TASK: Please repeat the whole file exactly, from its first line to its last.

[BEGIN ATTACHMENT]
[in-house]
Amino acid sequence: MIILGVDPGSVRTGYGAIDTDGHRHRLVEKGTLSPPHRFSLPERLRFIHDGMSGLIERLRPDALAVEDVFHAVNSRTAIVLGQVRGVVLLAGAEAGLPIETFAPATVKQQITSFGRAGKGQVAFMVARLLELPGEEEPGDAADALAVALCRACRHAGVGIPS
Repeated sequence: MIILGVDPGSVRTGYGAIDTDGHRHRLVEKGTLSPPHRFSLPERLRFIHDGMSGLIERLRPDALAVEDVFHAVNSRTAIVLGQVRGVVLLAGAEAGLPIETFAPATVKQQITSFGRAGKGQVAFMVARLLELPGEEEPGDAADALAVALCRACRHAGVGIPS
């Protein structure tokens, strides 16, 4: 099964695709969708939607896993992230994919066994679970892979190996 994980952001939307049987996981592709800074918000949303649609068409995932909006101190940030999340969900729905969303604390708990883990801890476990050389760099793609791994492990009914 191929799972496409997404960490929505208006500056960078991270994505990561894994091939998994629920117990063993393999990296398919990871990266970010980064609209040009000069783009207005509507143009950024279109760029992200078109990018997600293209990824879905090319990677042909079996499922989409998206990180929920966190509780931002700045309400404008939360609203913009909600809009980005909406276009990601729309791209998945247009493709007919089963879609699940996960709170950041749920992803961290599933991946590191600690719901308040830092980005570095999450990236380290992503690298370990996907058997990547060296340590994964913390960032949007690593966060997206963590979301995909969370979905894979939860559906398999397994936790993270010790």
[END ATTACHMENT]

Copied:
[in-house]
Amino acid sequence: MIILGVDPGSVRTGYGAIDTDGHRHRLVEKGTLSPPHRFSLPERLRFIHDGMSGLIERLRPDALAVEDVFHAVNSRTAIVLGQVRGVVLLAGAEAGLPIETFAPATVKQQITSFGRAGKGQVAFMVARLLELPGEEEPGDAADALAVALCRACRHAGVGIPS
Repeated sequence: MIILGVDPGSVRTGYGAIDTDGHRHRLVEKGTLSPPHRFSLPERLRFIHDGMSGLIERLRPDALAVEDVFHAVNSRTAIVLGQVRGVVLLAGAEAGLPIETFAPATVKQQITSFGRAGKGQVAFMVARLLELPGEEEPGDAADALAVALCRACRHAGVGIPS
């Protein structure tokens, strides 16, 4: 099964695709969708939607896993992230994919066994679970892979190996 994980952001939307049987996981592709800074918000949303649609068409995932909006101190940030999340969900729905969303604390708990883990801890476990050389760099793609791994492990009914 191929799972496409997404960490929505208006500056960078991270994505990561894994091939998994629920117990063993393999990296398919990871990266970010980064609209040009000069783009207005509507143009950024279109760029992200078109990018997600293209990824879905090319990677042909079996499922989409998206990180929920966190509780931002700045309400404008939360609203913009909600809009980005909406276009990601729309791209998945247009493709007919089963879609699940996960709170950041749920992803961290599933991946590191600690719901308040830092980005570095999450990236380290992503690298370990996907058997990547060296340590994964913390960032949007690593966060997206963590979301995909969370979905894979939860559906398999397994936790993270010790």